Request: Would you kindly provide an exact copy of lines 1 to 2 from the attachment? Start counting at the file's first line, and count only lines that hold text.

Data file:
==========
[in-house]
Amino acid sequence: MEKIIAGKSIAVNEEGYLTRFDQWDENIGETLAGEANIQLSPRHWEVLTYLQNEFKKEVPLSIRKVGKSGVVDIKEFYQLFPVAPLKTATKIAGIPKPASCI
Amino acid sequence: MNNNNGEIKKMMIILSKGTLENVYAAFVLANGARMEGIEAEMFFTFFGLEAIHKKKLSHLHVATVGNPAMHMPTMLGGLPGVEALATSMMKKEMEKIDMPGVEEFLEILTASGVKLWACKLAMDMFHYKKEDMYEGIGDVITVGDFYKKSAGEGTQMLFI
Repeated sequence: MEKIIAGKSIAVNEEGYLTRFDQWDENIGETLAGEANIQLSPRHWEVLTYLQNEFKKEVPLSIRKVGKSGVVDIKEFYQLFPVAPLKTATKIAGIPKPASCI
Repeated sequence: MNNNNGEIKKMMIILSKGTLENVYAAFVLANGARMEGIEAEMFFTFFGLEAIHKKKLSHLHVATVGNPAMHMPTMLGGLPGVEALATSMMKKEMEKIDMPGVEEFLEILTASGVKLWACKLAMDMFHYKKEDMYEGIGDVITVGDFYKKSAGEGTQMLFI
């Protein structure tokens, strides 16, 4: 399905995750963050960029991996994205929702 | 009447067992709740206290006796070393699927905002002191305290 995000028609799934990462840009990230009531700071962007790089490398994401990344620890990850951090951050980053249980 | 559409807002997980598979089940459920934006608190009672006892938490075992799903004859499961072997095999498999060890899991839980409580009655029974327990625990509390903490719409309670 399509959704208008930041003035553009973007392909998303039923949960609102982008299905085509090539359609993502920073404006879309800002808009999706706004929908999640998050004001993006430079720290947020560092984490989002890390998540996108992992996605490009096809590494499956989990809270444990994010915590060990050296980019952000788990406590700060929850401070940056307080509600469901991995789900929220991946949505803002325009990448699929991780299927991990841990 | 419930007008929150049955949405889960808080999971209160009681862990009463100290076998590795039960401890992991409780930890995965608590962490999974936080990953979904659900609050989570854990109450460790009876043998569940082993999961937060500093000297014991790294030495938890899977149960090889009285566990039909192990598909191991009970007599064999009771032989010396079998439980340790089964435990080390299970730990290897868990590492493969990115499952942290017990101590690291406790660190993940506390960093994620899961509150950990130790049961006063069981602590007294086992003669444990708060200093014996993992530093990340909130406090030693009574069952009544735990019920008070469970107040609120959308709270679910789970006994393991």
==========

[in-house]
Amino acid sequence: MEKIIAGKSIAVNEEGYLTRFDQWDENIGETLAGEANIQLSPRHWEVLTYLQNEFKKEVPLSIRKVGKSGVVDIKEFYQLFPVAPLKTATKIAGIPKPASCI